Alternatively, if you want to tackle Snowdon, drive to Beddgelert and take the road to either Rhyd-Ddu or Nant Gwynant for two possible ascents of Wales’ highest peak.
Both road cyclists and mountain bikers will find plenty of routes in and around Abersoch. There are plenty of routes to explore around the Llŷn Peninsula as well as stretches of the Wales Coastal Path that you can ride. There’s also a nice circular route at Aberdaron, 10 miles to the west of Abersoch, that takes you along the north side of the peninsula, past Porth Oer and then down towards Pen Y Groes and back. If you don’t have your own bikes with you, you can hire them at Llŷn Cycle Centre in Pwllheli.
8. Days out
Although you could easily spend the week without even leaving Abersoch, there are plenty of places to explore nearby that can easily be done as day trips. Caernarfon is less than an hour’s drive away, for example, and home to Caernarfon Castle, a medieval fortress with impressive defences since this was once the administrative centre for the whole of North Wales.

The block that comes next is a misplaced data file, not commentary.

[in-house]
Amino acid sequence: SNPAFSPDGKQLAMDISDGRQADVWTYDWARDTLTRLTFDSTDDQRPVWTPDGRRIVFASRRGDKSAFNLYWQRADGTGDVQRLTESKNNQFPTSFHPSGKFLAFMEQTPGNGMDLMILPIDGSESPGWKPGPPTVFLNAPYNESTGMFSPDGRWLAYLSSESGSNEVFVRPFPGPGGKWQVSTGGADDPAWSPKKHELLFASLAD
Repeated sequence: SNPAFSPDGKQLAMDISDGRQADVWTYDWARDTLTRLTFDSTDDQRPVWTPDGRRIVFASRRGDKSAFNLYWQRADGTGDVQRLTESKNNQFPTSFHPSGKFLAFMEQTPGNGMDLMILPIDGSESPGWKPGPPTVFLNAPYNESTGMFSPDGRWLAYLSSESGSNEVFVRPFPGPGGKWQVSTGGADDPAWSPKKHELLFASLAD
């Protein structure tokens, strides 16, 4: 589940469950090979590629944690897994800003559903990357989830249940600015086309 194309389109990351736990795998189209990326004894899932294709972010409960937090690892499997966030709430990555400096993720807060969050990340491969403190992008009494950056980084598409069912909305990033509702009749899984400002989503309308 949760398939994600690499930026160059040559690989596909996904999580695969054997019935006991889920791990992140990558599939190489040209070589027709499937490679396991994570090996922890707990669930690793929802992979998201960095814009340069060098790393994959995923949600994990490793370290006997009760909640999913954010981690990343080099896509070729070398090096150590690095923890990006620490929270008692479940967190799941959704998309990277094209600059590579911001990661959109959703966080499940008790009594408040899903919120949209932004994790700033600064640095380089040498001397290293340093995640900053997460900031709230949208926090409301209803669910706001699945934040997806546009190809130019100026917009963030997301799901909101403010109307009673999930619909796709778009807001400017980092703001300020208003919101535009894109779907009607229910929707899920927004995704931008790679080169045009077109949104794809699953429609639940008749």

There were in fact 600 castles in Wales, with the closest to Abersoch being Criccieth. Other nearby alternatives to consider include Harlech, Beaumaris on Anglesey, Penrhyn Castle in Bangor and Dolwyddelan in Betws-y-Coed.
For something different, heading east out of Abersoch and hugging the Llŷn Peninsula’s southern coastline for about 40 minutes will take you to Portmeirion, a rather unique private tourist village created by Clough Williams-Ellis during the earlier part of the 1900s that has, on occasion, been used as a film location. It’s something of a fantasy world with beautiful buildings and grounds. The botanical gardens are worth a look and home to an important collection of rhododendrons as well as other exotic plants.
For those looking for something more active, there are also ziplines, treetop nets and even an underground trampoline experience all within an hour’s drive, and venture just a little further to Dolgarrog in the Conwy valley (about an hour and a half’s drive) and you will find an artificial surf lagoon where they create continuous and perfect waves, so there’s really something for everyone!